After some back and forth and tweaking the song, JP had successfully captured the fun, intense attitude of the show, and the rough lyrics had some great lines and themes. But the lyrics were still missing a few classic Doomsday Preppers terms to make sure it cut through as an original song about prepping. The next phase was a classic case of Jingle Punks trusting the Client. We’d seen every episode for the previous 2 seasons, and we knew the stories from the new season – we were simply closer to the actual content so we stepped in and took the structure they had laid out and started re-writing some of the lines. I was a little nervous about their reaction (since it was our first time working with them) and wasn’t sure how they’d take some of our suggestions, and re-writes, but there was no need. “Collaborating with the client isn’t all that different from collaborating with artists. In fact, some of the coolest musical collaborations I’ve been a part of have been with non-musicians—it was refreshing to go through the note process with people who had the confidence to decisively say ‘Let’s go with ‘x’ or ‘y’ option’ each step of the way, as opposed to being unsure about their opinion.” says Jared Gutstadt of JP. “Working with a client that had strong, decisive opinions on the work was refreshing, and that came across in the final work.” What made that process so fun was that we really owned the final result together, having truly collaborated on a fun piece of music. The lyrics were a hybrid of JP-written lines – “Think they’ve died and gone to heaven, celebrating Armageddon” and what we came up with – “After the first blast, they’ll be laughing last.” The new lyrics also included callouts to this season’s stepped-up preps, such as:
“Preppers aren’t like you or me, they build fortresses up in trees…”
“They put their preps in steel tubes, the best part is they’re waterproof…”
And of course, the most insightful lyrics came from a different collaborator entirely:
So we went back and forth, tweaking the lines and timings along the way, wanting to get the language perfect before we brought in the final recording artist to track the song. Anecdotally, I was fortunate to work on a Dog Whisperer campaign last year that parodied “Hello” by Lionel Ritchie, and what I have learned from both experiences is that writing rhyming parody lyrics and then hearing a real musician sing them is good fun. (Takeaway #5: Have fun, and don’t be too cool to admit it when you’re having fun.)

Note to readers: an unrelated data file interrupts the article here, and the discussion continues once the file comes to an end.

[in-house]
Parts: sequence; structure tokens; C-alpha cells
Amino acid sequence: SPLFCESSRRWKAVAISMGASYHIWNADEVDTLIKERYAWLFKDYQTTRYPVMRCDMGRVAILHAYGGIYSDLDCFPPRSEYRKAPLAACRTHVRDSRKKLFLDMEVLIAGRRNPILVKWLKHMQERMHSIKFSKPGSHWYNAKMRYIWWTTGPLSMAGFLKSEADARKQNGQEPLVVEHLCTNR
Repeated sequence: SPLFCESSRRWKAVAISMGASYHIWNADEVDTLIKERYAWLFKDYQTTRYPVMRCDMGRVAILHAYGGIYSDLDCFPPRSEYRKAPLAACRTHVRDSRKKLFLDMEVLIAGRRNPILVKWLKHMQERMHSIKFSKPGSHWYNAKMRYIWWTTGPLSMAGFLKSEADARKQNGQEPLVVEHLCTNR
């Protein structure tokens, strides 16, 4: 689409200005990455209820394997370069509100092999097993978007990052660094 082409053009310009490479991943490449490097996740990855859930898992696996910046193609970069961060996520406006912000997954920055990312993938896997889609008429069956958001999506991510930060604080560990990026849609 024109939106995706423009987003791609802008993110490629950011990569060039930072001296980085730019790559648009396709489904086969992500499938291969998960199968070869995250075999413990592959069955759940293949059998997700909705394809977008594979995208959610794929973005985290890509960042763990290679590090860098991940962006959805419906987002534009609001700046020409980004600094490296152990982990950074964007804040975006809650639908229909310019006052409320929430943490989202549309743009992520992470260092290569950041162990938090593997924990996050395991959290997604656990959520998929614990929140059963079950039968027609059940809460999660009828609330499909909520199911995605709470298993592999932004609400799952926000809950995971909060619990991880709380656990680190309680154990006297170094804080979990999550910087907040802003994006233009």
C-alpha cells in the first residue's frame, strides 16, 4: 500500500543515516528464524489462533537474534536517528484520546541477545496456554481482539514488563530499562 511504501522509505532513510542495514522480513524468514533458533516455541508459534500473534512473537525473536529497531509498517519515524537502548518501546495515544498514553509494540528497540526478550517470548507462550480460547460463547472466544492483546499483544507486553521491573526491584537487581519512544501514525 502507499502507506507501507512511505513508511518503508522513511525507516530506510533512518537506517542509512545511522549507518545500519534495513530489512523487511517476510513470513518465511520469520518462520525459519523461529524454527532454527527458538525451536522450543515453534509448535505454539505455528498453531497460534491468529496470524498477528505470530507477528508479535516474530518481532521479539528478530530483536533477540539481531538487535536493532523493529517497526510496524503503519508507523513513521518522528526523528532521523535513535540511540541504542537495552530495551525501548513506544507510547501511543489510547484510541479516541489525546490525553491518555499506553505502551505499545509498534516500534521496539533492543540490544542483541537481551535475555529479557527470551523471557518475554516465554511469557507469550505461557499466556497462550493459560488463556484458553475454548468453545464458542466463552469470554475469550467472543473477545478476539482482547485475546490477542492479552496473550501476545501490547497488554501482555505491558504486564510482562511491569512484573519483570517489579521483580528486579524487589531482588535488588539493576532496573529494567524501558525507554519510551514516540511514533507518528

The final track was completed, and I couldn’t have been happier with the result. The song felt ‘legit’, and the lyrics connected perfectly with the new season’s storylines. And the final artist who recorded it added that “real” quality to it, giving some new accents and grit to the vocals and lyrics. Anatomy cut a :45 version for our air, and Nat Geo Sr. Creative Editor Brannon Shiflett cut a longer 1:45 music video that was used for some long lead press, online, and social media sharing. Carla and Adam tweaked the graphics and color correct to match the campaign look we’d established, and added in the ‘bouncing ball’ lyric lines to make sure that the lyrics we’d worked so hard on were clear! One of our concerns was that people would not listen close enough and might miss that it was a custom song – perhaps it was overkill, but the design execution was so fun, it seemed like a good move to make. Our internal marketing team jumped on board with the song, putting it on a “Doomsday” Spotify playlist as well as making it available for download. Combined with a robust TV campaign, we also created a piece of key art that also lived up to the “Step Up The Prep” theme, showcasing a family’s over-the-top preps, which was featured in an extensive digital campaign. I love the final creative on this campaign – trying to keep the marketing fresh and different on a returning series can be a challenge but everyone truly stepped it up, and a big thanks to Jingle Punks, Anatomy Media, Adam Gault, Arsonal, Brannon Shiflett, and Nicole, Carla, Tyler & Brian from the Nat Geo Creative Team . Thank you!
Full-length music video:
:45 Cutdown music video: